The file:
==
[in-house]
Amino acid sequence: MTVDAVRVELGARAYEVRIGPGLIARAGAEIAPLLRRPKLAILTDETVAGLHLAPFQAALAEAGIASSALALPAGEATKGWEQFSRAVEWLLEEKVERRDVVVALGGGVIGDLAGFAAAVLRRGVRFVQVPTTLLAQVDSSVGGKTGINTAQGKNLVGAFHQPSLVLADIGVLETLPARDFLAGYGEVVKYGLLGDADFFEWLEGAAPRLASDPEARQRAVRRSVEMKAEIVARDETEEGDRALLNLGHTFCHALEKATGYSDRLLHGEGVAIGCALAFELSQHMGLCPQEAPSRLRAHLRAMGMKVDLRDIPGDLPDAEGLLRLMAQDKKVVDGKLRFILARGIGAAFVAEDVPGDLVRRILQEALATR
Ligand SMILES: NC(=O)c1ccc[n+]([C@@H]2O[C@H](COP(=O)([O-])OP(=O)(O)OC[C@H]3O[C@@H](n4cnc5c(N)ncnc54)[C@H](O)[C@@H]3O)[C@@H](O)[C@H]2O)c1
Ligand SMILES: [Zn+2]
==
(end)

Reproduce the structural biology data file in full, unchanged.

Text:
[in-house]
Amino acid sequence: MTVDAVRVELGARAYEVRIGPGLIARAGAEIAPLLRRPKLAILTDETVAGLHLAPFQAALAEAGIASSALALPAGEATKGWEQFSRAVEWLLEEKVERRDVVVALGGGVIGDLAGFAAAVLRRGVRFVQVPTTLLAQVDSSVGGKTGINTAQGKNLVGAFHQPSLVLADIGVLETLPARDFLAGYGEVVKYGLLGDADFFEWLEGAAPRLASDPEARQRAVRRSVEMKAEIVARDETEEGDRALLNLGHTFCHALEKATGYSDRLLHGEGVAIGCALAFELSQHMGLCPQEAPSRLRAHLRAMGMKVDLRDIPGDLPDAEGLLRLMAQDKKVVDGKLRFILARGIGAAFVAEDVPGDLVRRILQEALATR
Ligand SMILES: NC(=O)c1ccc[n+]([C@@H]2O[C@H](COP(=O)([O-])OP(=O)(O)OC[C@H]3O[C@@H](n4cnc5c(N)ncnc54)[C@H](O)[C@@H]3O)[C@@H](O)[C@H]2O)c1
Ligand SMILES: [Zn+2]